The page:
UFC Las Vegas: Merab Dvalishvili pushes devastating pace in shutout win over Petr Yan

LAS VEGAS, NEVADA - MARCH 11: Merab Dvalishvili (left) of Georgia reacts after finishing his bantamweight bout against Petr Yan of Russia during the UFC Fight Night event at The Theater at Virgin Hotels Las Vegas on March 11, 2023 in Las Vegas Vegas.  , Nevada.  (Photo by Chris Unger/Zuffa LLC via Getty Images)
On Saturday, Merab Dvalishvili defeated former bantamweight champion Petr Yan for his ninth straight win. (Photo by Chris Unger/Zuffa LLC via Getty Images)

LAS VEGAS — Seconds before the big bantamweight bout with Petr Yan, Merab Dvalishvili revealed his plan for the fight: he relentlessly pushed forward, using his superior cardiovascular system to take down the former champ and take a dominant win in a close match at The Theater at the Virgin. Hotels.

Dvalishvili’s nickname is “The Machine” because he can be tough from start to finish, but he’s taken it to another level.

He was constantly going for takedowns, but also taking the best of the punching exchanges and just beating Jan from start to finish. It was 50-45 on all three maps and it wasn’t that close.

Dvalishvili had a 147-75 advantage in significant strikes, but it was the statistics of the fight that became the real discovery in this fight. Dvalishvili landed 11 takedowns in an incredible 49 attempts, almost two per minute, and he never stopped trying. Yang was only 1 out of 5 in takedowns.

Dvalishvili’s pace was crushing. He landed 202 of 401 punches and kept Jan on the defensive for the full 25 minutes. Jan’s right eye swollen by the middle of the third round due to a point-blank elbow strike from Dvalishvili.

Yang had some notable moments in the fight, and the best of them came when he defended himself from takedowns. His balance and defensive struggles were, as usual, excellent, but he hardly participated in the attack.

Dvalishvili never gave him a moment to catch his breath or step aside. He was ahead of the Russian, and Jan simply could not keep up with the pace set by Dvalishvili.

Dvalishvili, who is a teammate, training partner and close friend of bantamweight champion Aljamain Sterling, defeated Yan more clearly than either Sterling or Sean O’Malley in Yan’s previous two fights. Yang lost by split decision to both of these men, but he had his moments in each of them.

On Saturday, he had little to offer Dvalishvili, who was bouncing and dancing around the ring like Clay Guida, and it looked like he could fight 10 rounds at the same pace.

The ease with which Dvalishivili dealt with Jan was no surprise to Sterling, who fought Jan twice.

“Was I surprised by this? Not at all,” Sterling said. “Everyone is doing [Yan] be such a big monster, but he’s not like that.”

Before the fight, Ian placed 2nd and Dvalishvili placed 3rd and Dvalishvili will clearly move up to 2nd after this performance. Sterling and former two-time champion Henry Cejudo will fight for the title on May 6 at UFC 288 in Newark, New Jersey.

Perhaps it makes sense for O’Malley and Dvalishvili to fight to determine the #1 contender.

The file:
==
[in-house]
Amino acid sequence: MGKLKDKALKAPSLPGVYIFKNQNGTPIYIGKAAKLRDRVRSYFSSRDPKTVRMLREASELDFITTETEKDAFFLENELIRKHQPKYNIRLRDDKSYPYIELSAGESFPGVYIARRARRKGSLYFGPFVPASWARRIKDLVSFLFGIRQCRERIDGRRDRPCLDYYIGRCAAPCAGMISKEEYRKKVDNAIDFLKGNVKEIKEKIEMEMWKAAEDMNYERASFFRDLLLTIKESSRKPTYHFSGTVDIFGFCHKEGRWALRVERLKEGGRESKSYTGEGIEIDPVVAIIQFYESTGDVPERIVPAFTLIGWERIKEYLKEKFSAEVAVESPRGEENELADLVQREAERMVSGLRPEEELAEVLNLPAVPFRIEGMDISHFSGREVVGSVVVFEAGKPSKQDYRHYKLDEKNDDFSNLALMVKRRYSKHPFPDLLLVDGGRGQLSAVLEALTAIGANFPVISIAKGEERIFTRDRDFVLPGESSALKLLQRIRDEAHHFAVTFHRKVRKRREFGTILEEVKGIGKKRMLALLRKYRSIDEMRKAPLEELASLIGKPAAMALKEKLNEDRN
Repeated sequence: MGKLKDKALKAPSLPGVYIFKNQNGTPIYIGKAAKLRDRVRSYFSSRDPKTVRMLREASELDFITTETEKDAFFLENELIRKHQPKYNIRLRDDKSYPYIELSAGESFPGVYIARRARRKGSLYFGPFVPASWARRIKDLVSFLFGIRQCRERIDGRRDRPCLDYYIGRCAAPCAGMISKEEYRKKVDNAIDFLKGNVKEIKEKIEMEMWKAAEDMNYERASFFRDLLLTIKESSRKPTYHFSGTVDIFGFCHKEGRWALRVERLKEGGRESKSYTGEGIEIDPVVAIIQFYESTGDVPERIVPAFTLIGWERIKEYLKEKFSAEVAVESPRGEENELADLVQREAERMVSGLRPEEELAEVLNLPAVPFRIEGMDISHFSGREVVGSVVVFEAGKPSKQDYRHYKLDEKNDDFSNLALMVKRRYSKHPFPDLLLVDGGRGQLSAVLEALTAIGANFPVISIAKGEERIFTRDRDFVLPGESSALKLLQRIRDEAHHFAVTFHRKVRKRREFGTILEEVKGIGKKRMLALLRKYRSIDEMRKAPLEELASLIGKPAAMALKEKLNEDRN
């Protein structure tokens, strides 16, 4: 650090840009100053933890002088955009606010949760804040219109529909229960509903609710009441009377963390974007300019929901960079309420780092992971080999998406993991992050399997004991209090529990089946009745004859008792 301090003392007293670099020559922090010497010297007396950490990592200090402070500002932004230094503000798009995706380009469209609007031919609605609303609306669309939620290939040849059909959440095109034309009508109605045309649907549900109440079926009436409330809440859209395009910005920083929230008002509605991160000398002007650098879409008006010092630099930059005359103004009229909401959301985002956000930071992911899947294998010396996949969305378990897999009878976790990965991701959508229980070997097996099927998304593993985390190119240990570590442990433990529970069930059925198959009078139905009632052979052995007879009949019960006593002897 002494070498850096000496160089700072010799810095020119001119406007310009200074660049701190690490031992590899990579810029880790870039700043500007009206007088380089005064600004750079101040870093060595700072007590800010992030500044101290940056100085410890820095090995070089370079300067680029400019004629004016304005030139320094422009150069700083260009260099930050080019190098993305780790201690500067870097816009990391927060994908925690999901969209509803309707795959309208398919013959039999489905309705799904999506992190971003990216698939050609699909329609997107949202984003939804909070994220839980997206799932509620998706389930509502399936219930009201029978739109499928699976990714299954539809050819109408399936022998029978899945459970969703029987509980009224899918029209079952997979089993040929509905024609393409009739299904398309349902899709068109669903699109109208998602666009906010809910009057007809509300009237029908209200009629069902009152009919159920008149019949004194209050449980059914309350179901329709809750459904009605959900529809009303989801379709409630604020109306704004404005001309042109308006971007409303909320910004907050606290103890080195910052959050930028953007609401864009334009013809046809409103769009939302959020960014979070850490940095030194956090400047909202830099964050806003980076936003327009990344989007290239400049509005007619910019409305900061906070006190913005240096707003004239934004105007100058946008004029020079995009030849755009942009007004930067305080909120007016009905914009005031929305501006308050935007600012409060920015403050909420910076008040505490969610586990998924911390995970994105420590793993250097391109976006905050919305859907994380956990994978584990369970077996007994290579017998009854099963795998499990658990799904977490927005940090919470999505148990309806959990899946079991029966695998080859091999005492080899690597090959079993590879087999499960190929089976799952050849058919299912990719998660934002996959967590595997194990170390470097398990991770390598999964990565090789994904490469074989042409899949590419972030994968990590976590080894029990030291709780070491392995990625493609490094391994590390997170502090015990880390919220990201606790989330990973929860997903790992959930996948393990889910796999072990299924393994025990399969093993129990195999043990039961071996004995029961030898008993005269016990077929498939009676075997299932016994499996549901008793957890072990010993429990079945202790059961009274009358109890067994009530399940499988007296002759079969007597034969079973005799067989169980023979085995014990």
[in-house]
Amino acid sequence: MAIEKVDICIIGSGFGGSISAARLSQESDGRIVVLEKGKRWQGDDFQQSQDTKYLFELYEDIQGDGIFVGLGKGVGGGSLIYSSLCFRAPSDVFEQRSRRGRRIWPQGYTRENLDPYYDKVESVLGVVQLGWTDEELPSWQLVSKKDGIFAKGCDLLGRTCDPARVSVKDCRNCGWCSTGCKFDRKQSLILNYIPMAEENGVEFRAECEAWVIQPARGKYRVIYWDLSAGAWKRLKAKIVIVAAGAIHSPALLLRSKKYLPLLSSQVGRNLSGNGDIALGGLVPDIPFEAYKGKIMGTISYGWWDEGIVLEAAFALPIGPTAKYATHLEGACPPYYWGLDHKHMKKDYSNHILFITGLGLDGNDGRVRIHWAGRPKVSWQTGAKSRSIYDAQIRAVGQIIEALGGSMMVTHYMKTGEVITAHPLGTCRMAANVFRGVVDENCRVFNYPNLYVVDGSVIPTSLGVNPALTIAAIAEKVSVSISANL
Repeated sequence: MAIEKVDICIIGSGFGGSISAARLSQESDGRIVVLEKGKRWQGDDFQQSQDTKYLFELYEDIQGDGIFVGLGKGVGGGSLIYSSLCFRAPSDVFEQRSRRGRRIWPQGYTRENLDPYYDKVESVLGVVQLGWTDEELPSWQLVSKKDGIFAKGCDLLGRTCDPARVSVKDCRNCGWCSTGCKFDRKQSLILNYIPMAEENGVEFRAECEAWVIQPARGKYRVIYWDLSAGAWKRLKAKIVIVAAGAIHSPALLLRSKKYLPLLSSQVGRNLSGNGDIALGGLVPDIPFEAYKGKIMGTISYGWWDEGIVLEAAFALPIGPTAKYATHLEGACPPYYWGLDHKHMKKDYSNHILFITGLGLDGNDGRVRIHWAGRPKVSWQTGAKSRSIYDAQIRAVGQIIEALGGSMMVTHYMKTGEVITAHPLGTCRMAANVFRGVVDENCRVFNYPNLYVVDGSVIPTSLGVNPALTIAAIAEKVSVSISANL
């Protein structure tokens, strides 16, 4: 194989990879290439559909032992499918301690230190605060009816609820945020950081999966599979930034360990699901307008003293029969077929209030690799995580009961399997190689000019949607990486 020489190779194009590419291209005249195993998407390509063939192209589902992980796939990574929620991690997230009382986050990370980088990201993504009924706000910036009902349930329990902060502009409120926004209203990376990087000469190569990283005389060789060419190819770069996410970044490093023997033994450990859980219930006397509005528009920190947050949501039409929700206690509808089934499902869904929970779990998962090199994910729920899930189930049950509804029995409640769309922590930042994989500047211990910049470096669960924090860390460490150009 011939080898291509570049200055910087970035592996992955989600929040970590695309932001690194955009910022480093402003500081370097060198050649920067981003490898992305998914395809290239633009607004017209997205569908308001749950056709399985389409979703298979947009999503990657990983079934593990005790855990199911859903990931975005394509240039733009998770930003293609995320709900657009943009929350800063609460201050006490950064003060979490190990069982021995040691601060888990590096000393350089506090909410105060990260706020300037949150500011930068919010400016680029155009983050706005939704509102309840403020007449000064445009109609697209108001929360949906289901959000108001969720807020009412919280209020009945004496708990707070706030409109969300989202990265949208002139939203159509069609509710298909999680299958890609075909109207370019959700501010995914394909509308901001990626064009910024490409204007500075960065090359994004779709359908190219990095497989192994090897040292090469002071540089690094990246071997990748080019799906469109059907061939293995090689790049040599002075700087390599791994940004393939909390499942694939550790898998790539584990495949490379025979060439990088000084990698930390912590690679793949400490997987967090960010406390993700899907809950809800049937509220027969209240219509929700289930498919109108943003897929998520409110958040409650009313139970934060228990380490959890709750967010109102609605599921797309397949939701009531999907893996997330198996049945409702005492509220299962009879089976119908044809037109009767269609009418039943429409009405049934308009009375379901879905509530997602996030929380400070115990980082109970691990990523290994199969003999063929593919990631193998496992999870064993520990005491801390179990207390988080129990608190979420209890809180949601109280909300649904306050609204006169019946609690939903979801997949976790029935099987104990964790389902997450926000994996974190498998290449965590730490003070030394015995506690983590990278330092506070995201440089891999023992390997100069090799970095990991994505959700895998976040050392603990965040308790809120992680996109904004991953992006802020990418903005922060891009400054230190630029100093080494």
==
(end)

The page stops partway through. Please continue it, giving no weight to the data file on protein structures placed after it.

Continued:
However, few doubt that Dvalishvili poses a threat to everyone in the division. Dvalishvili is gaining momentum after a one-sided win over Hall of Famer Jose Aldo, but he didn’t get the full credit for that victory at UFC 278 on August 20 because it was Aldo’s last fight.

He has made it clear that not only is he an elite contender in the division, but he will be a handful for anyone who can win if he fights the way he did on Saturday.

LAS VEGAS, NEVADA - MARCH 11: Petr Yan of Russia reacts to a decision loss to Merab Dvalishvili of Georgia in bantamweight bout during UFC Fight Night event at The Theater at Virgin Hotels Las Vegas on March 11, 2023 in Las Vegas, state of Nevada.  .  (Photo by Chris Unger/Zuffa LLC via Getty Images)
Petr Yan fell to 16-5 after losing his third fight in a row on Saturday. (Photo by Chris Unger/Zuffa LLC via Getty Images)

He fought emotionally because he is from the Republic of Georgia and Jan is from Russia, and the two countries don’t get along. Before the fight, he put pressure on himself by saying a lot of nonsense, but he was able to back up his words.

He said he was motivated to win for several reasons, including as a way to show support for the Ukrainian people after Russia invaded them last year.

“Russia does not want to be friends with other countries,” Dvalishvili said. “… Russia wants to be on its own. They say: “If you go to NATO, we will kill you,” and they start throwing bombs.”

The pressure on Dvalishvili escalated when Ian punched him in the throat at Friday’s weigh-ins. He said he called Jan by his first name after that, for which he apologized on Saturday and knew he would have to take his game to the next level.

He did it with an amazing effort that was clearly a championship.

After that, the geopolitical situation in the world hung over Dvalishvili. He poured out his soul when he spoke about his country, about the support he received from his compatriots, and about Russia’s relations with its neighbors.

“We cannot stop Russia, but at least we can beat her in sports,” he said. “… I hope that this war will stop and we can live in this world in peace.”


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